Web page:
Hawaii Genealogy · Portuguese Hawaiian Roots · YourIslandRoutes.com Archives

The Problem with Names Part 2: Latinization

For many early Portuguese immigrants to Hawaii, their main contact outside of the plantation was through the local Catholic Church. For many genealogists, church records may be the only way to identify links back to the “old country”. When researching, you must be aware of the many name variations or you may miss your ancestors.

One problem exists with Catholic Church records–they’re written in Latin. Like most, my knowledge of Latin is limited to the study of word origins in a High School English class. However, it isn’t too difficult to pick out the important details within records. Knowledge of other church records can help with the translation.

The problem is that the names have been latinized. This creates a challenge for researchers as they must now consider another form of your ancestor’s name when doing research. There seems to be disparity between which form of the name is used. Some records have the Latin form, some the Portuguese, and some a jumble of forms. The practice varies from church to church and from Priest to Priest. Those who used the Latin form usually only applied it to the bride and groom’s names. It is more predominant in pre-1900 records.

It is interesting to note that these Latin variations made their way into the civil records. Since many of the first two generations came primarily as laborers, it is probably a good guess that they could not read or write. While I am unsure of the record filing process, my guess is that couple took their marriage certificate when they went to have the event record in the civil registers. Because of the language barriers throughout Hawaii, they would hand the certificate to the person recording records. This person then copied names exactly as they saw them. What difference was it to them if a person was Maria or Mariam, Jose or Hoses?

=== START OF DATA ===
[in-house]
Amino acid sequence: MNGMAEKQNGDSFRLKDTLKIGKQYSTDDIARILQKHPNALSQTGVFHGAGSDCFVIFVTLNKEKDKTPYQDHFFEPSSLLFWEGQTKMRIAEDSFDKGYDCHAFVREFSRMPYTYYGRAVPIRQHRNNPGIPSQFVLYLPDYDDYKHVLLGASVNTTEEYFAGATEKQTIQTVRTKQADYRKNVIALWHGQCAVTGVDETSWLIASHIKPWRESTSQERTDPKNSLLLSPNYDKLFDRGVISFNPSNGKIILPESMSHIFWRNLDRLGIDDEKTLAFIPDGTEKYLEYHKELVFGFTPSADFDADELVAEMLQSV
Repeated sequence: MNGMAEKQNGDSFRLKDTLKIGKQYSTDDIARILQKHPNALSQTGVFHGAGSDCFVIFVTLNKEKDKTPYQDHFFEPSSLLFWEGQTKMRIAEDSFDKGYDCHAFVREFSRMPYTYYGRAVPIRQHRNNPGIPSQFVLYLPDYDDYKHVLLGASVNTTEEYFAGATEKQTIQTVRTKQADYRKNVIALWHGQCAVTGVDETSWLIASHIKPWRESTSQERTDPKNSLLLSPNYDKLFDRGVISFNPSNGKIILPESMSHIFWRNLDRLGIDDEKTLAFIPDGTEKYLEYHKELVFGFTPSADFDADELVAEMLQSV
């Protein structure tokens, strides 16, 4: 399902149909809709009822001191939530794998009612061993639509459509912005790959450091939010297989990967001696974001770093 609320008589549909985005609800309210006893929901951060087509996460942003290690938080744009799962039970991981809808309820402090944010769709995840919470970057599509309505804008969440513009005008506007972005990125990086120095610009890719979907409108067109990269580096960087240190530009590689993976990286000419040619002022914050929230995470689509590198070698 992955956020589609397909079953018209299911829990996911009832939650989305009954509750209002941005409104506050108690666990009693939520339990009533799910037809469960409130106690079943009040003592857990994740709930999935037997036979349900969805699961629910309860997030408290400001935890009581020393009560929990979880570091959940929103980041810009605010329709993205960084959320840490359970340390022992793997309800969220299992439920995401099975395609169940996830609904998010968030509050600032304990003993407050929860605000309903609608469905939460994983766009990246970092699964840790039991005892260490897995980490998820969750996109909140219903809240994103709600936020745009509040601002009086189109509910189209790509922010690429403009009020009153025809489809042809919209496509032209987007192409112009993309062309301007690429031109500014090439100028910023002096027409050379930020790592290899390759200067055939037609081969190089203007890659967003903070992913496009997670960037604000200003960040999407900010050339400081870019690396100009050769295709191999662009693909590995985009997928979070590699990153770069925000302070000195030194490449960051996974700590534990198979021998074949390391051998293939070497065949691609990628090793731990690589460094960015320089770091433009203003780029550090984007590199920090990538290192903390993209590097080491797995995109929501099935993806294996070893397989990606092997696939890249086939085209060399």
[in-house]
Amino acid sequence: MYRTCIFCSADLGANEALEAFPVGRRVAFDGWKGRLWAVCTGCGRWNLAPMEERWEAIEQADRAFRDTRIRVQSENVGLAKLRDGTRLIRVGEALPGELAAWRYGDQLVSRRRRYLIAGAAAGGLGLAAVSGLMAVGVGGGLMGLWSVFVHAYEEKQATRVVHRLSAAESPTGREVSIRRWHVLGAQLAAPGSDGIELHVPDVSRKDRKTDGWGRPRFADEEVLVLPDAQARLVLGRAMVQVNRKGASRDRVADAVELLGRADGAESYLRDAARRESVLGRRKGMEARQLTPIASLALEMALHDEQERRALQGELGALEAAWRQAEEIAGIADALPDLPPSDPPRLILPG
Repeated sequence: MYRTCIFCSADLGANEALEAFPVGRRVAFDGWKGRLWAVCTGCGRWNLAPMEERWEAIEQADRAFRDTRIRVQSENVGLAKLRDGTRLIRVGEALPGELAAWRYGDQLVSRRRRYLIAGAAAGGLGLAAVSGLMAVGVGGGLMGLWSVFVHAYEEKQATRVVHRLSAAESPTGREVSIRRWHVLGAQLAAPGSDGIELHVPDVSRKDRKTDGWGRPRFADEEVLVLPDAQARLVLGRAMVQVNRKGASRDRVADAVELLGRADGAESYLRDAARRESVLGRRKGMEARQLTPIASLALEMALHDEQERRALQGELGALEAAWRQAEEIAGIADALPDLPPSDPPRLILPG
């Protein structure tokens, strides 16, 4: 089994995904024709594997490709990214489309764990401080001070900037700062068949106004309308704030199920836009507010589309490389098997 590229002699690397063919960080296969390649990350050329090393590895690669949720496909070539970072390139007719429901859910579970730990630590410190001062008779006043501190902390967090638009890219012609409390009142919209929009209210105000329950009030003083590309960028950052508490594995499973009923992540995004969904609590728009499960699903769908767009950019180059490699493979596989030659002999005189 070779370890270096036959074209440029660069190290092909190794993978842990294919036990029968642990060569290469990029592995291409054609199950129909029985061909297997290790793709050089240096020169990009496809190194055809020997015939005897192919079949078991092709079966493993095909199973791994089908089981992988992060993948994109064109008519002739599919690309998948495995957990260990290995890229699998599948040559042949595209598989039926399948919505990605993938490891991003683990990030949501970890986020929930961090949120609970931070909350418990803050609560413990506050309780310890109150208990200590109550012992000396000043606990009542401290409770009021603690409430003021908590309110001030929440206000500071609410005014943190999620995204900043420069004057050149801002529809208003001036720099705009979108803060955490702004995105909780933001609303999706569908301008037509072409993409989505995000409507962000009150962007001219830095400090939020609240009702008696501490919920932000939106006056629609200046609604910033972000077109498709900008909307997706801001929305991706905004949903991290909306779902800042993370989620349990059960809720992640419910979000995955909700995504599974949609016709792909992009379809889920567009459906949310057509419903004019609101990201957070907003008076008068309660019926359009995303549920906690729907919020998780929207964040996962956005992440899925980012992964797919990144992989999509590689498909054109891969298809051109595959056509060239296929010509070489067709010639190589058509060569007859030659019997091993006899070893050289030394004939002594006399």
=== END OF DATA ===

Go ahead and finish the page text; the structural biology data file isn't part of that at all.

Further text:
Here are some examples of names found in church records. Spellings may vary from accepted forms. It is possible in some cases, the Priest was not writing the Latin form. He may have been trying to make sense of the Portuguese accent.

Alexandrina–Luxandrinham, Sandrina
Antonio–Antony, Antonius
Caetano–Quietao
Caires–Caiscos
Cardosa–Cardouz
Carolina–Carlinya
Colleta–Clauda
de Braga–Dobrado
Francisco–Franciscum, Franciscus
Henrico/Henriques–Henricus
Jacinto–Hyacintho, Hyacinthus
Joana–Johannam
Joao–Johannen, Joannes
Jorge–Georgio
Jose–Josias, Hoses
Jozimas–Josuima
Louisa–Lucia
Manoel–Manuele
Maria–Mariam, Mariana
Moniz–Meunis
Patricio–Patritius
Pedro–Petrus
Ramos–Ramus
Souza–Soso, Sosa, Suza
Theodoro–Theodorum

This is a snippet from a Latin church record from St. Sylvester’s Church, Kilauea Kauai, Hawaii.  you can click on it to enlarge it.  Yep, it’s all in Latin!

Hawaii Latin Church Record

I was not expecting to know Latin when I began working in Hawaii’s church records.  I found a Latin language dictionary to be quite handy.  I have the Cassell’s Latin and English Dictionary.  There are many others to choose from.  You can also find them online for free.  Keep that dictionary handy if you’re working in Catholic Church records in Hawaii.  You will need it!


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Originally published on YourIslandRoutes.com in 2009
Copyright 2009-2015 Melody Lassalle – All Rights Reserved

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